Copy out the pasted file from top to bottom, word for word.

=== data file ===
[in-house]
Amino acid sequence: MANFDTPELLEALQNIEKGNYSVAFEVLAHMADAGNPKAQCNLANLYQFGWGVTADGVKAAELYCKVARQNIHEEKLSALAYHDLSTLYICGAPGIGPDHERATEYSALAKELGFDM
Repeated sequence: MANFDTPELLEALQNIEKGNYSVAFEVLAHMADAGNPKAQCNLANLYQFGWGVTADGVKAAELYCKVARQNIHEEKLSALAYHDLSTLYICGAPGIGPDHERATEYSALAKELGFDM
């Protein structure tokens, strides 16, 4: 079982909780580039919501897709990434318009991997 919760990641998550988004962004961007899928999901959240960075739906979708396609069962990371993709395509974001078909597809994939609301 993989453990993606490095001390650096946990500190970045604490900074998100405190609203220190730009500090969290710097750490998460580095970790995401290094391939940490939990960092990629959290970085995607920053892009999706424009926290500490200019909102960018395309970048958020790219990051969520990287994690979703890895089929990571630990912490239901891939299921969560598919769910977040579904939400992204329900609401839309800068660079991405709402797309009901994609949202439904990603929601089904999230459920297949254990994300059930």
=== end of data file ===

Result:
[in-house]
Amino acid sequence: MANFDTPELLEALQNIEKGNYSVAFEVLAHMADAGNPKAQCNLANLYQFGWGVTADGVKAAELYCKVARQNIHEEKLSALAYHDLSTLYICGAPGIGPDHERATEYSALAKELGFDM
Repeated sequence: MANFDTPELLEALQNIEKGNYSVAFEVLAHMADAGNPKAQCNLANLYQFGWGVTADGVKAAELYCKVARQNIHEEKLSALAYHDLSTLYICGAPGIGPDHERATEYSALAKELGFDM
């Protein structure tokens, strides 16, 4: 079982909780580039919501897709990434318009991997 919760990641998550988004962004961007899928999901959240960075739906979708396609069962990371993709395509974001078909597809994939609301 993989453990993606490095001390650096946990500190970045604490900074998100405190609203220190730009500090969290710097750490998460580095970790995401290094391939940490939990960092990629959290970085995607920053892009999706424009926290500490200019909102960018395309970048958020790219990051969520990287994690979703890895089929990571630990912490239901891939299921969560598919769910977040579904939400992204329900609401839309800068660079991405709402797309009901994609949202439904990603929601089904999230459920297949254990994300059930």